So move on a few years of really enjoying music on a great HiFi system, I’m now back to trying to sort everything out with these new Phonax HAs.
The NHS audiologist has set me up but it feels so way out and they are unable to match my previous Siemens settings as HA manufacturers have different set ups etc. Phonax automatic setting should be the way to go as this will change/ improve over time just like the Siemens did.
I simply just want 1 setting to enjoy everything, HiFi music included. At present I’m finding music very tinny, echoing and difficult to identify voices/ lyrics and music. It also sounds very overwhelming and no longer enjoyable. Traffic outside is also extremely loud and quite unbearable! Even changing the settings on the App still doesn’t bring any joy!
I’m trying to persevere with these Phonax HAs but at the same time I’m also waiting for a further NHS audiology appointment for a retune of settings. Here’s hoping it won’t take too long! Thank you for reading this.
This is very interesting, and with a totally different history from yours, my experience with HAs matches yours with Phonak quite closely. The sound I get is tinny, echo’y, and altogether annoying. I’ve never had HAs until recently, and used to have quite acute hearing. But over the past two years, a mild case of tinnitus has become worse, and there is an additional problem apart from the white noise of tinnitus that is degrading the tonal quality of ALL sound I hear. With the result, that the HAs just seem to be exacerbating my existing problems, rather than improving things. After wearing them for a few hours, I’m totally relieved to take them out, and return to “natural” tho degraded sound again.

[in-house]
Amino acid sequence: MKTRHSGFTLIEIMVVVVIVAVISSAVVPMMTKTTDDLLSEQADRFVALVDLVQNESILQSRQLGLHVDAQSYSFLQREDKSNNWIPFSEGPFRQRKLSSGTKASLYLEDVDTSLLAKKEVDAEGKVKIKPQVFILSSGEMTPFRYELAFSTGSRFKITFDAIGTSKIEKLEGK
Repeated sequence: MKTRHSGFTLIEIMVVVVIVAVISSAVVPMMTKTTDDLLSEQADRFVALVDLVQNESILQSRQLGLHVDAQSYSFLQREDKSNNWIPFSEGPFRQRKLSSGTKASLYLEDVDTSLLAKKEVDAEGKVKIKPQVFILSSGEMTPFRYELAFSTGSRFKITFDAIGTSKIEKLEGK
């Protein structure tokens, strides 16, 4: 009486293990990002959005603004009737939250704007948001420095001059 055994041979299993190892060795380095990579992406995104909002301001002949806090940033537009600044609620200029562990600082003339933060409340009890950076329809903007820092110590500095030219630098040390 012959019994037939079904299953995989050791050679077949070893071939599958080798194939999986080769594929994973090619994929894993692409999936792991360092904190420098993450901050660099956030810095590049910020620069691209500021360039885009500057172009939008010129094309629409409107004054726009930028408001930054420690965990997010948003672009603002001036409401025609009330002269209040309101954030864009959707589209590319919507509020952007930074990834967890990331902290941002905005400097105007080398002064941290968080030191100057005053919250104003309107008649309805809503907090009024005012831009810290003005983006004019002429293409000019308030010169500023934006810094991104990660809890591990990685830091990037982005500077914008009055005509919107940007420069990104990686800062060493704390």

I never use HAs to listen to music, just to improve my ability to discern speech in challenging environments – mostly large meeting rooms.
There seems to be a difference of opinion on whether the tinny/echo’y thing is common and you get used to it, or to the contrary, a problem that should be corrected, needs to be corrected – even though no one seems to have an easy answer as to how to accomplish that.
If you find a solution to your situation, I’d be grateful to hear about it, and wish you the best in figuring it out.